Low deposit loans – are they good or bad for borrowers? | Peter Boehm

Finding the cash to put down a deposit is a continuing problem for property buyers, particularly first time buyers and investors.

This has led to an increase in lenders providing higher risk loans in order to gain market share – in particular loans where loan-to-value ratios (LVR) are higher than 80%.

According to the Australian Prudential Regulatory Authority (APRA), more than a third of new lending had a LVR higher than 80% in the quarter ending March 2014, while 13% of bank loans and 17% of loans from non-bank lenders had LVR’s or 90% or more.loan

The APRA has recently expressed its concern about the level of risk and loan quality lenders are prepared to take on in order to gain market share (read my article ‘Borrowing woes continue’ for more details on this), and lenders are being encouraged to avoid increasing their loan books by lowering their lending standards.

In light of this, I think it is also important to consider whether it is good for borrowers to take on higher LVR loans.

I have always advocated that buyers should contribute a decent deposit, which I think should be around the 20% mark and no less than 10%. This view seems to be shared by APRA, at least from a macro perspective.

However, coming up with a 20% deposit is tough enough when house prices are relatively stable, but now that prices are on the rise, the ability to save a decent deposit is getting further out of reach for more and more aspiring property owners.

The property market is currently present us with what I would call a perfect storm. There are increasing property prices at a time when interest rates are low (both generally considered good things), at the same time as more stringent lending guidelines are coming in to play (considered prudent).

This, combined with other factors like increasing demand and lack of supply, is locking more and more people out of the property market because they cannot bridge the deposit gap.

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In today’s perfect storm environment, there may be occasions where a smaller deposit may be the only option for many borrowers. While this is not ideal, it may still be a reasonable approach.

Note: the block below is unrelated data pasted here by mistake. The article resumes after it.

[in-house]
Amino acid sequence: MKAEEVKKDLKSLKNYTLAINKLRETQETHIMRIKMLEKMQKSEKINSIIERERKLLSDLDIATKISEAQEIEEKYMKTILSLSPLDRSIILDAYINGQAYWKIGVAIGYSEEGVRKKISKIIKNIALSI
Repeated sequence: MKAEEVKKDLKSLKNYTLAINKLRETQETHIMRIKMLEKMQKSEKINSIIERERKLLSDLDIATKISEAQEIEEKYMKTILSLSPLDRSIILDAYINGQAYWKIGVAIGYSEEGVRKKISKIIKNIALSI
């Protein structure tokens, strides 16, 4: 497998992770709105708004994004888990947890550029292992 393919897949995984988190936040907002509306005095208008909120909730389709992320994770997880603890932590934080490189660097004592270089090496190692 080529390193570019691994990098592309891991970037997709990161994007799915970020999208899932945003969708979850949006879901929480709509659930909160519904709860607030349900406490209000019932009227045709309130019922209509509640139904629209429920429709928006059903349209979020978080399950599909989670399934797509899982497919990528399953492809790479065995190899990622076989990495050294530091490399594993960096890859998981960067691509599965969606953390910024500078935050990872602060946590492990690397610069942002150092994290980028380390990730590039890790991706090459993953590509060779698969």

Judging by current lending volumes (one in three new loans are at or above 80% LVR, and around one in eight are above 90% LVR), the reality that many home buyers and investors are struggling to save a decent deposit is loud and clear.

It’s also worth mentioning that the days of no deposit purchases are gone, and I say good riddance to them. 100% mortgages were a disaster for many borrowers who over-committed and found themselves in financial difficulties with no equity to cushion them when financial problems hit.

This left many people with negative equity (often from day one) and in a lot of trouble when they couldn’t meet their mortgage repayments.

So, is a low deposit loan a good thing?

Let’s define a low deposit loan as one where the deposit is under 10% of the purchase price and would typically sit around the 5% mark.

To put this into context for you, the table below compares the different deposit requirements for a $400,000 property. It is pretty clear that the lower the deposit the quicker and easier it is to enter the market.

Table 1: Different deposit requirements for a $400,000 property.

Home Loan Deposit Requirements

There are mixed views on the merits of taking out a low deposit loan, so let’s explore the pros and cons of the situation.

What’s in it for borrowers? 

Pros

  • It helps buyers enter the market sooner.
  • Buyers can enjoy the upside of subsequent price increases, including building their equity as property prices go up, rather than falling victim to a growing deposit gap which increases alongside property price growth.